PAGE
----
on the inside than on the outside of a bend (1), and also it tends to spiral upwards on the inside of the bend,
using energy (1). As it has less energy available to carry its load of sediment it may deposit some of this
material (1). On the outside of a bend it moves faster and spirals downwards, increasing its energy (1) and the
increased energy allows it to pick up and carry material from the bed and bank (1) in contrast with the inside
(b) (ii) Draw a labelled diagram(s) to show how and why meanders migrate. (5 marks)
Level 1 (Basic) The answer shows a simple diagram of a meander with deposition on the inside bend and
erosion on the outside, so providing a limited explanation of why meanders change position. There may be
reference to how meanders change position, e.g. using an arrow. Level 2 (Clear) A clear understanding is
shown of how meanders migrate, i.e. downstream and laterally. The why element of the question is also
covered, through use of a well-annotated diagram.
Oxbow lakes: no question found
Landforms of deposition:
Braided channels
(c) How and why do flood plains develop in the lower course of rivers? (7 marks)
Floodplains develop due to changing energy conditions either related to one flood episode or over a longer
period of time.
• Become wider ………. Lateral erosion and meander migration. • Sediments become deeper ……….Flooding
leads to deposition/meander accretion/channel bed aggregation• Become incised over time ……….Due to
changes in the base level of the river (fall in sea level)
Level 1 A basic response, which concentrates on the way a floodplain develops as a result of deposition
following a flood, e.g. ‘when a river floods it slows down and deposits material on the valley floor, so it
deepens the floodplain. The answer will cover how or why a floodplain changes after a flood. Level 2 A clear
answer, which describes how floodplains become deeper and/or wider and starts to explain why they develop
over time. Level 3 A more sophisticated and detailed response. Two of the three bullet points will be covered
and there will be a balance in that both how and why the floodplain changes/develops will be addressed.
Changing energy conditions taking place during a flood episode may be explained.
1 (b) (ii) Flooding is important in the formation of some river landforms. With the help of Figure 2, describe
the role of flooding in the formation of river landforms. (6 marks)
There is likely to be reference to flood plains (shown in Figure 2), ox-bow lakes (the subsequent stage from the
meander development present); levées are also permissible as are bluffs and braided streams. Reference
should be made to the specific role of flooding in formation, e.g. the development of levées when the river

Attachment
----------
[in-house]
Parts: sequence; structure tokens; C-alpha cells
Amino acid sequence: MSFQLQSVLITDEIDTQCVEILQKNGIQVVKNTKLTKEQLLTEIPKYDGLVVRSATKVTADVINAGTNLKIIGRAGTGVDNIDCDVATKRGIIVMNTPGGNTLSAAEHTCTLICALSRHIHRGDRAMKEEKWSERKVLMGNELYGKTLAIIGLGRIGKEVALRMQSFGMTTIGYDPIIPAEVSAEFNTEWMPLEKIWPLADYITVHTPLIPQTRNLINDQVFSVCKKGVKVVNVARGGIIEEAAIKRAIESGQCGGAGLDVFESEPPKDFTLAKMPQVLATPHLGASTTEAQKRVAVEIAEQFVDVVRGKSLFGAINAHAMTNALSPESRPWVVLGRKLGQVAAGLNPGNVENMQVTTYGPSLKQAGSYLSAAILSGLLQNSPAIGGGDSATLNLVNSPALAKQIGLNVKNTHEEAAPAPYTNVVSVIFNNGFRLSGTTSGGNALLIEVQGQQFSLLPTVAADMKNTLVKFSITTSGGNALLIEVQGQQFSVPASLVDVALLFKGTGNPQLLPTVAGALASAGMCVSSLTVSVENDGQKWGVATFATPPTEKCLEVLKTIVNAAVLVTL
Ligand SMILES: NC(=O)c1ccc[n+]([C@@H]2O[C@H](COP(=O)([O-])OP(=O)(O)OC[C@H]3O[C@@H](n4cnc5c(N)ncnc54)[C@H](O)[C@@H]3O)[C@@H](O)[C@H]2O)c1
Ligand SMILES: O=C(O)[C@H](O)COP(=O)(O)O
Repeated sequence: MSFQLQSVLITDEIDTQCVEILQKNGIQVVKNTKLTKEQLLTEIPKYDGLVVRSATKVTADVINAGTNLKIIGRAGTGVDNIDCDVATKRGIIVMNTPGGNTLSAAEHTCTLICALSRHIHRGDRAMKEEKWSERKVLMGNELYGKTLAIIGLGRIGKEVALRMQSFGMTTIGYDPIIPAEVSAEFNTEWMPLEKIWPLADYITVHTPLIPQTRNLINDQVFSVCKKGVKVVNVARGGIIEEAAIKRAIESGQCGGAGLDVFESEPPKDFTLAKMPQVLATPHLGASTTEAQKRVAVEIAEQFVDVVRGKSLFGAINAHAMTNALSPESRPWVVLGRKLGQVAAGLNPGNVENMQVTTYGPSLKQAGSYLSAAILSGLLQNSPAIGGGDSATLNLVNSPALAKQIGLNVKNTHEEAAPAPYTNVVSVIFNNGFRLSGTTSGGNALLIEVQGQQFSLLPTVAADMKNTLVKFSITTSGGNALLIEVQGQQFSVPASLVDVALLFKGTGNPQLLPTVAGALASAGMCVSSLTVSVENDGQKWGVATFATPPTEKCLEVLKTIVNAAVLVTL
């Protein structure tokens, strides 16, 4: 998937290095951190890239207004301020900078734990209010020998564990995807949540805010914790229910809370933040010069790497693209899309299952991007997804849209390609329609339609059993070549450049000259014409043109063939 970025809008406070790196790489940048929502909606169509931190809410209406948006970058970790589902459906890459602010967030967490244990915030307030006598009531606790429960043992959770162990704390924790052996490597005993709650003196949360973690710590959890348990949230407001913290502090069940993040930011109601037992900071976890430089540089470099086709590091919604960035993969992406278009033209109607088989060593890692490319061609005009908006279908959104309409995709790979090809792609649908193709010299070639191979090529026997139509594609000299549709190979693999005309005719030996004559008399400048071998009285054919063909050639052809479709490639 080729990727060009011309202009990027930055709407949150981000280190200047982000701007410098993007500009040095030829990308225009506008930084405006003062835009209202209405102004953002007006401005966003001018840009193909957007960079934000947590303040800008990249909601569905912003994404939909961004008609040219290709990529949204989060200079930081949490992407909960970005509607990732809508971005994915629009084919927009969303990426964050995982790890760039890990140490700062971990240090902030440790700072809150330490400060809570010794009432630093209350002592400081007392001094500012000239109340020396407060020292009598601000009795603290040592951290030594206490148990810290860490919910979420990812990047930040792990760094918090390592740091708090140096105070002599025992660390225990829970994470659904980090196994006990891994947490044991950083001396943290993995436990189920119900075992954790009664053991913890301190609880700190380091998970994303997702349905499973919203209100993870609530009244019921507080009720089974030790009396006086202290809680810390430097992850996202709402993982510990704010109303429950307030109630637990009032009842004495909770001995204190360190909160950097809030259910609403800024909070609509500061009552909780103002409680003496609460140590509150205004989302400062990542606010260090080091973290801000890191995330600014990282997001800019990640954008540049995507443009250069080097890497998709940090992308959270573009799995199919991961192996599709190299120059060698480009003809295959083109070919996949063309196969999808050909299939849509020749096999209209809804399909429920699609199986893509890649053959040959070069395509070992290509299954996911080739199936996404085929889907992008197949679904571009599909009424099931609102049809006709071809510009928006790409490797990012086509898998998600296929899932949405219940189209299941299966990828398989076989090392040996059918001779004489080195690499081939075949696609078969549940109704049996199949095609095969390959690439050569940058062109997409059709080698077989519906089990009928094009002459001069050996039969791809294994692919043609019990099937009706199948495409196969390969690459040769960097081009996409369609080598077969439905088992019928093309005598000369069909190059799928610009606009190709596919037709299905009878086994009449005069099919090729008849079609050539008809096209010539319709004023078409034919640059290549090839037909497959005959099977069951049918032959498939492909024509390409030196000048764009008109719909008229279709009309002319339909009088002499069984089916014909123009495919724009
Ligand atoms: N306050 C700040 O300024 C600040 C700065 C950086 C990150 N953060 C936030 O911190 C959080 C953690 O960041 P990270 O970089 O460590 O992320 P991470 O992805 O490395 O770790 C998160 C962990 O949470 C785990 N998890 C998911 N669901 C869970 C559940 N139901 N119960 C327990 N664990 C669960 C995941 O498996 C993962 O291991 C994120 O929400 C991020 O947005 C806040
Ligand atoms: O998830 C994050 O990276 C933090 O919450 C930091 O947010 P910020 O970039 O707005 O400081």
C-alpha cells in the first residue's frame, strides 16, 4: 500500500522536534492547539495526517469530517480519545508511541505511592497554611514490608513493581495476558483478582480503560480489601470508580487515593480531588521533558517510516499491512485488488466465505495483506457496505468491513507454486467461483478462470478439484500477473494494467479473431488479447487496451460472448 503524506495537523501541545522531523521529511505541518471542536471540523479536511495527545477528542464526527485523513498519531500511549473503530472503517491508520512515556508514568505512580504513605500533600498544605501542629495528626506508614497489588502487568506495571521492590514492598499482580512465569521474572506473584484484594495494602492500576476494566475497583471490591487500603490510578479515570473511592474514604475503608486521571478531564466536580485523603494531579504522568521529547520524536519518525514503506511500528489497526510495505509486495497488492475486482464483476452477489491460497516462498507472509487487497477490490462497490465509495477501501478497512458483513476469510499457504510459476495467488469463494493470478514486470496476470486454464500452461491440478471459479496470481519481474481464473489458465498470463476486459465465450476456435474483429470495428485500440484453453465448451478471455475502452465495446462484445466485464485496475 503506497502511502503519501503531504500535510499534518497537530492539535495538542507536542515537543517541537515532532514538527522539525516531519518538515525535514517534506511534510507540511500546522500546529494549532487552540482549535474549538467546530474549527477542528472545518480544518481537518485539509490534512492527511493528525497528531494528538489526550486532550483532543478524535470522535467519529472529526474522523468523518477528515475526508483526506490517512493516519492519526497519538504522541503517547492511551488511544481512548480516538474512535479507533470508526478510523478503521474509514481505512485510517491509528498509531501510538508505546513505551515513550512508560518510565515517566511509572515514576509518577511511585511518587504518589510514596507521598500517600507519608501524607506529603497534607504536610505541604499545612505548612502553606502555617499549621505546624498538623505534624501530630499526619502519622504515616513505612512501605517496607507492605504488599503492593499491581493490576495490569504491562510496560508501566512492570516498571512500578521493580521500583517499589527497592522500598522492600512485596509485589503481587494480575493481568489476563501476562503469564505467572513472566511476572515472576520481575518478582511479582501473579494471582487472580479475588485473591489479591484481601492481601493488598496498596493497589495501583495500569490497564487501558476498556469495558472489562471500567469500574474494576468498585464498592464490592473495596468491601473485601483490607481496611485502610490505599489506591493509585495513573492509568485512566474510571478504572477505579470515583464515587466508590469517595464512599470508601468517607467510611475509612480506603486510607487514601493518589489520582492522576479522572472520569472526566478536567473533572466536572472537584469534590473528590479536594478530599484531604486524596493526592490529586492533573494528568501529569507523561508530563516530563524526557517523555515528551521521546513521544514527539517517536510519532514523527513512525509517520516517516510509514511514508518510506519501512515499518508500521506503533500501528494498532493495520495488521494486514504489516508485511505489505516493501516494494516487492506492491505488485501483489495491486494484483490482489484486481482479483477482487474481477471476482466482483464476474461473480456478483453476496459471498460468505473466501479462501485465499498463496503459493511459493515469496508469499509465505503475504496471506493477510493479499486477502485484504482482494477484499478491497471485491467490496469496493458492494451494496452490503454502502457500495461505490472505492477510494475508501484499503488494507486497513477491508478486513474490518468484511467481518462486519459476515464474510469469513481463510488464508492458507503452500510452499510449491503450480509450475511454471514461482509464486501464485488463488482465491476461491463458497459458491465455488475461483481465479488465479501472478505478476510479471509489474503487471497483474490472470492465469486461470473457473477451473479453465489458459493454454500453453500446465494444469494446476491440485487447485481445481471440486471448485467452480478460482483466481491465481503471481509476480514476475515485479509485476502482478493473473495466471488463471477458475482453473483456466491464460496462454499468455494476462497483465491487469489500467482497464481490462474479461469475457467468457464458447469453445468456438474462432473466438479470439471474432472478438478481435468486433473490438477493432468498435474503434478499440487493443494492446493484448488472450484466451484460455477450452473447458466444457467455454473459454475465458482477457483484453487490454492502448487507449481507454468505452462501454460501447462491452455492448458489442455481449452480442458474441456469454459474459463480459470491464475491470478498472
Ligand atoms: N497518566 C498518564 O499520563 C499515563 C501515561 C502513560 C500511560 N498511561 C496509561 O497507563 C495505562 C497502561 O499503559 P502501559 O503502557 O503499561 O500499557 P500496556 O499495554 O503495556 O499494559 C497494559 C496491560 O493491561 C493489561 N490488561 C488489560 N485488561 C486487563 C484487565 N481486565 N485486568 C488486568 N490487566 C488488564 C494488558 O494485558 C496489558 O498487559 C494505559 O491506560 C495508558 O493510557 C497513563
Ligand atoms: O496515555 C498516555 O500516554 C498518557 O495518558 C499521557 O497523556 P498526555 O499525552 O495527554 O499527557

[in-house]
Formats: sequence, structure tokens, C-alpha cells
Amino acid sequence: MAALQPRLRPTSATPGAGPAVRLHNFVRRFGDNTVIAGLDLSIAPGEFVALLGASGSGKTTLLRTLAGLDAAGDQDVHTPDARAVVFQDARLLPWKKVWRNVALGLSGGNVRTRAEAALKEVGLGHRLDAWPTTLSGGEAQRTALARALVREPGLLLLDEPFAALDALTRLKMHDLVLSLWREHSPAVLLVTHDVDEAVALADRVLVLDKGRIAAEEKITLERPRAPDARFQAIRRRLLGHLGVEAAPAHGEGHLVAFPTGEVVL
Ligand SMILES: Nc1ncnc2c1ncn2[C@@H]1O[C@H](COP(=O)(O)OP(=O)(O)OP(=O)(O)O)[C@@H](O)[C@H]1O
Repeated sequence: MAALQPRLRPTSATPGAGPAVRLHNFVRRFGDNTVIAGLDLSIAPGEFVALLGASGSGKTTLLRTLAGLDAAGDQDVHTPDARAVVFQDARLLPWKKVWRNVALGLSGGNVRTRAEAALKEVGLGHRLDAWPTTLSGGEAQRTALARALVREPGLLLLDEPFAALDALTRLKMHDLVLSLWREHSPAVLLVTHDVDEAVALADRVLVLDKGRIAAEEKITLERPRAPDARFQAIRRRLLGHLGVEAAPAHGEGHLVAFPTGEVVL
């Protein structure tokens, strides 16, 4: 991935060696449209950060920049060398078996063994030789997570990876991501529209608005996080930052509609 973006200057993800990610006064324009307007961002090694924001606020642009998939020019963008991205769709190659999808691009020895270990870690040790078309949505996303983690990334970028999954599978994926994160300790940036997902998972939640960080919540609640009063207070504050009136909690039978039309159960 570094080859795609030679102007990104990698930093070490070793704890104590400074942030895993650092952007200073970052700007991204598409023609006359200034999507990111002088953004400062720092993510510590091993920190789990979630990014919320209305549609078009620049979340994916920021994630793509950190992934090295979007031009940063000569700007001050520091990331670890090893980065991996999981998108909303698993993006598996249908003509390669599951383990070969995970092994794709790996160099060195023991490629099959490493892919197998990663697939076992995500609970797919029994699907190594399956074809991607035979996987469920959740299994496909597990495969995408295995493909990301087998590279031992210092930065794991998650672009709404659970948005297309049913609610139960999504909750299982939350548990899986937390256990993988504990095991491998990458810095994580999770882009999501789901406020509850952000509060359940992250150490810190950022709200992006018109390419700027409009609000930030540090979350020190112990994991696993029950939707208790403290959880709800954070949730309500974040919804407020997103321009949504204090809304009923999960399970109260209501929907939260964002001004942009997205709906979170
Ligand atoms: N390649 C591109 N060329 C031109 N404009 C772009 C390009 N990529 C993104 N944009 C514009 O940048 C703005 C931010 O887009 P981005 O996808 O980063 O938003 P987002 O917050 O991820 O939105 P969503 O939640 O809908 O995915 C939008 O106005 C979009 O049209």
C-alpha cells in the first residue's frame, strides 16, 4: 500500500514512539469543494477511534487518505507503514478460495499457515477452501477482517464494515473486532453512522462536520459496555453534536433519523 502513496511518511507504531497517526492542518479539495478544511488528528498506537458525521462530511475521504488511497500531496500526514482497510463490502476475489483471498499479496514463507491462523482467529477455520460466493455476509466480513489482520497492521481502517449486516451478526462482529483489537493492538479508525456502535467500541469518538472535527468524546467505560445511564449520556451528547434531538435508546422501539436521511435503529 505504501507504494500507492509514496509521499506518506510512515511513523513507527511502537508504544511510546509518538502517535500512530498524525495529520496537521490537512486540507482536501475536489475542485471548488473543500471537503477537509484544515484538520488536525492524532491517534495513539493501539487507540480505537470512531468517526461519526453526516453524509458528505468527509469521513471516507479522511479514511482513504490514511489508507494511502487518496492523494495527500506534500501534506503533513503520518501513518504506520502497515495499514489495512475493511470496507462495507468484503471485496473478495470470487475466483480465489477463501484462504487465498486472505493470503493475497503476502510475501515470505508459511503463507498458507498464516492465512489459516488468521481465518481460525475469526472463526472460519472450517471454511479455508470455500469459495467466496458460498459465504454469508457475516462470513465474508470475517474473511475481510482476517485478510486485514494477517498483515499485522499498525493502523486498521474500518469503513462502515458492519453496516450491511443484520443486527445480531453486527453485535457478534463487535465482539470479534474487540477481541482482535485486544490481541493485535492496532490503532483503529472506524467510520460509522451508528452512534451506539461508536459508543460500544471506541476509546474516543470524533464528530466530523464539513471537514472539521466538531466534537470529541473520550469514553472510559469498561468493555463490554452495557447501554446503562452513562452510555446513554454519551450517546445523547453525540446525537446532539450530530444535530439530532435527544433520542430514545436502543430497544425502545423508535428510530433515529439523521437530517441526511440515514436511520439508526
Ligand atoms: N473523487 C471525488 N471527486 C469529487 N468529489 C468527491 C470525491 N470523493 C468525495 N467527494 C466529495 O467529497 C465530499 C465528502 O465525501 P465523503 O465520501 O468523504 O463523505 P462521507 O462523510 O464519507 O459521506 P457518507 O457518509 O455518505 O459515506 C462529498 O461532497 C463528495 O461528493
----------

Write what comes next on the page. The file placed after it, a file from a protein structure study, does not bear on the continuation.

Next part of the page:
bursts its banks, the subsequent loss of energy and the deposition of material, beginning with the largest first.
Subsequent flood events lead to the further buildup of the banks. The finer material is carried further to be
deposited on the flood plain, leading to its aggradation. This process may be especially marked in deltas and
channels may split, following flooding. There could be recognition that the meander is often cut off during
times of flooding resulting in a straight course and the formation of an ox-bow lake.
Level 1 (1-4 marks) Identifies landforms at lower end. Describes the formation of landform(s) such as flood
plains, ox-bow lakes. May be detail on one or a variety of landforms mentioned. Some reference to flooding
will be present at the higher end. Some use of appropriate terminology present at the higher end. Level 2 (5-6
marks) There is mention of two landforms. Description is purposeful – related to flooding specifically.
(c) Explain how flooding can contribute to the formation of depositional landforms. (15 marks) The river is at
risk from flooding during times of high discharge. If the river floods, the velocity of the water falls as it
overflows the banks. This results in deposition as the competence of the river is suddenly reduced. It is usual
for the coarsest material to be dropped first, forming a small raised bank along the sides of the channel.
Subsequent floods will increase the size of the bank leading to the formation of Levees. Floodplains are the
most common depositional feature of a river. They are the relatively flat areas of land either side of the river,
which form the valley floor in the middle and lower courses of the river. They are composed of alluvium (river
deposited silts and clays). When flooding occurs the water spreads out over the floodplain and as it does so it
slows, thus reducing its capacity for transportation. Ox-bow lakes are features of both erosion and deposition,
so their formation is not just as a result of flooding. An oxbow lake is formed by the increasing sinuosity of a